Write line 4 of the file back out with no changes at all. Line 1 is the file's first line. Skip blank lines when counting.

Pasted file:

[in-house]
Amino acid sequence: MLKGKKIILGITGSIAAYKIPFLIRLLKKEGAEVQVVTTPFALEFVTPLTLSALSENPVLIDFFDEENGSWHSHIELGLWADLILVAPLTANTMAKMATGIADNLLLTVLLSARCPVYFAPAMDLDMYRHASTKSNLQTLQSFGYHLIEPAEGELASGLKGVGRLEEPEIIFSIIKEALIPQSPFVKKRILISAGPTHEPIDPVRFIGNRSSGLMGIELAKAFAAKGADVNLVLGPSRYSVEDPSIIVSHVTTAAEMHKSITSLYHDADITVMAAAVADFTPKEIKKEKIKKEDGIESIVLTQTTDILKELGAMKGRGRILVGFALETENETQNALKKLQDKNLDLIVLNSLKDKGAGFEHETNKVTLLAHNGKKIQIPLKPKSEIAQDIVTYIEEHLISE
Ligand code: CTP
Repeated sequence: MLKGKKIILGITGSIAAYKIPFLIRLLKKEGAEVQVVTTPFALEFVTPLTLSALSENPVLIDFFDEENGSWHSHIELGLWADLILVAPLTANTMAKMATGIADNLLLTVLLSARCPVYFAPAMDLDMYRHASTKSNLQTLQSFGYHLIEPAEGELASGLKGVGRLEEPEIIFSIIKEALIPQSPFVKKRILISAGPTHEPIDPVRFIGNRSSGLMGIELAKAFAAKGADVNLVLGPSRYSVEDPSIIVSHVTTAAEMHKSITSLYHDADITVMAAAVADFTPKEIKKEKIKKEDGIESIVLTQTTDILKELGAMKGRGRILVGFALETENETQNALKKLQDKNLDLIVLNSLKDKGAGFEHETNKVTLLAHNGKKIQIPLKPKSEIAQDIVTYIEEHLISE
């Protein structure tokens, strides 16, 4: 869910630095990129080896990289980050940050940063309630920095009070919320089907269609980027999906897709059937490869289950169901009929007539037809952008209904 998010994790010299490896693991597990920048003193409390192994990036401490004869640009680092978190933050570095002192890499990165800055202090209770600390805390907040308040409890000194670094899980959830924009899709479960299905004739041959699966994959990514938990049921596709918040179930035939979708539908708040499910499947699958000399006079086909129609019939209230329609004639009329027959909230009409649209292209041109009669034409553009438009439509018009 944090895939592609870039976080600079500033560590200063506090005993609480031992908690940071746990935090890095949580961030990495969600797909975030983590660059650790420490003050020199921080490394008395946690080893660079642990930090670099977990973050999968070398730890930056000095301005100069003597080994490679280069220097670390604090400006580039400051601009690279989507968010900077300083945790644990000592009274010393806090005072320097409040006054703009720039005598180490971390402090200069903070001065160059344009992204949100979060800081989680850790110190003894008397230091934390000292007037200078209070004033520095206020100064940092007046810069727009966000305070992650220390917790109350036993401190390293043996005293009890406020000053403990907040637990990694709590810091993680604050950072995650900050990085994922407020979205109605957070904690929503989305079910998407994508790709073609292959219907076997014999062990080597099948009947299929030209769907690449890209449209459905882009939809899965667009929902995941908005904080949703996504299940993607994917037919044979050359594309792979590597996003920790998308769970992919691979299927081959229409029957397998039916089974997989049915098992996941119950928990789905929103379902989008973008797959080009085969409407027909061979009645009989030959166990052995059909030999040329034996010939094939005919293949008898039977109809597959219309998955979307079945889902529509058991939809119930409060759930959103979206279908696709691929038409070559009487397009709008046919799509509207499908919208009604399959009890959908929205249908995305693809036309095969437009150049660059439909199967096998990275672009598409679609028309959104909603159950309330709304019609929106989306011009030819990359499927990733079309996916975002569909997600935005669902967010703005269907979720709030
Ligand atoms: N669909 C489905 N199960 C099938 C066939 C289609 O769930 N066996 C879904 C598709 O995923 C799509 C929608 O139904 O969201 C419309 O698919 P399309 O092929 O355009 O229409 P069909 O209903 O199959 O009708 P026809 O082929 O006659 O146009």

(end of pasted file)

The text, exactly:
Repeated sequence: MLKGKKIILGITGSIAAYKIPFLIRLLKKEGAEVQVVTTPFALEFVTPLTLSALSENPVLIDFFDEENGSWHSHIELGLWADLILVAPLTANTMAKMATGIADNLLLTVLLSARCPVYFAPAMDLDMYRHASTKSNLQTLQSFGYHLIEPAEGELASGLKGVGRLEEPEIIFSIIKEALIPQSPFVKKRILISAGPTHEPIDPVRFIGNRSSGLMGIELAKAFAAKGADVNLVLGPSRYSVEDPSIIVSHVTTAAEMHKSITSLYHDADITVMAAAVADFTPKEIKKEKIKKEDGIESIVLTQTTDILKELGAMKGRGRILVGFALETENETQNALKKLQDKNLDLIVLNSLKDKGAGFEHETNKVTLLAHNGKKIQIPLKPKSEIAQDIVTYIEEHLISE